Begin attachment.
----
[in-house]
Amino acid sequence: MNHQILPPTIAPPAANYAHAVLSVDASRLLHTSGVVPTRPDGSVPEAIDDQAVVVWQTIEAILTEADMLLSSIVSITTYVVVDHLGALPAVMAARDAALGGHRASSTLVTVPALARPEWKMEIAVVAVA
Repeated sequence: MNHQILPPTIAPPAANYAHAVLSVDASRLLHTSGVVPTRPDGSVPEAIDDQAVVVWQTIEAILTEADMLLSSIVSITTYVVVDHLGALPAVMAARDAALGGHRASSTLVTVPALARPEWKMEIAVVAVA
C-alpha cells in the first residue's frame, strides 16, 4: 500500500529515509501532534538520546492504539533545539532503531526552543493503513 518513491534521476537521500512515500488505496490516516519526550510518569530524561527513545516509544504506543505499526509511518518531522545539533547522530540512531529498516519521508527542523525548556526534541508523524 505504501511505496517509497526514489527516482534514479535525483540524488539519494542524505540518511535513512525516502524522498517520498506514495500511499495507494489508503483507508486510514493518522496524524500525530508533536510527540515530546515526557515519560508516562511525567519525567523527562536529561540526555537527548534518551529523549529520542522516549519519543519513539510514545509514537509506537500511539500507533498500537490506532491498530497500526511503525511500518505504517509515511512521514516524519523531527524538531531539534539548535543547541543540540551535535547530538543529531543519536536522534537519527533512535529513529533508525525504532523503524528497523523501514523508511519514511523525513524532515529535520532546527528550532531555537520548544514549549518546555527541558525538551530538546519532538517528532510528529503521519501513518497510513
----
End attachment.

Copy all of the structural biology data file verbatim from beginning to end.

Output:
[in-house]
Amino acid sequence: MNHQILPPTIAPPAANYAHAVLSVDASRLLHTSGVVPTRPDGSVPEAIDDQAVVVWQTIEAILTEADMLLSSIVSITTYVVVDHLGALPAVMAARDAALGGHRASSTLVTVPALARPEWKMEIAVVAVA
Repeated sequence: MNHQILPPTIAPPAANYAHAVLSVDASRLLHTSGVVPTRPDGSVPEAIDDQAVVVWQTIEAILTEADMLLSSIVSITTYVVVDHLGALPAVMAARDAALGGHRASSTLVTVPALARPEWKMEIAVVAVA
C-alpha cells in the first residue's frame, strides 16, 4: 500500500529515509501532534538520546492504539533545539532503531526552543493503513 518513491534521476537521500512515500488505496490516516519526550510518569530524561527513545516509544504506543505499526509511518518531522545539533547522530540512531529498516519521508527542523525548556526534541508523524 505504501511505496517509497526514489527516482534514479535525483540524488539519494542524505540518511535513512525516502524522498517520498506514495500511499495507494489508503483507508486510514493518522496524524500525530508533536510527540515530546515526557515519560508516562511525567519525567523527562536529561540526555537527548534518551529523549529520542522516549519519543519513539510514545509514537509506537500511539500507533498500537490506532491498530497500526511503525511500518505504517509515511512521514516524519523531527524538531531539534539548535543547541543540540551535535547530538543529531543519536536522534537519527533512535529513529533508525525504532523503524528497523523501514523508511519514511523525513524532515529535520532546527528550532531555537520548544514549549518546555527541558525538551530538546519532538517528532510528529503521519501513518497510513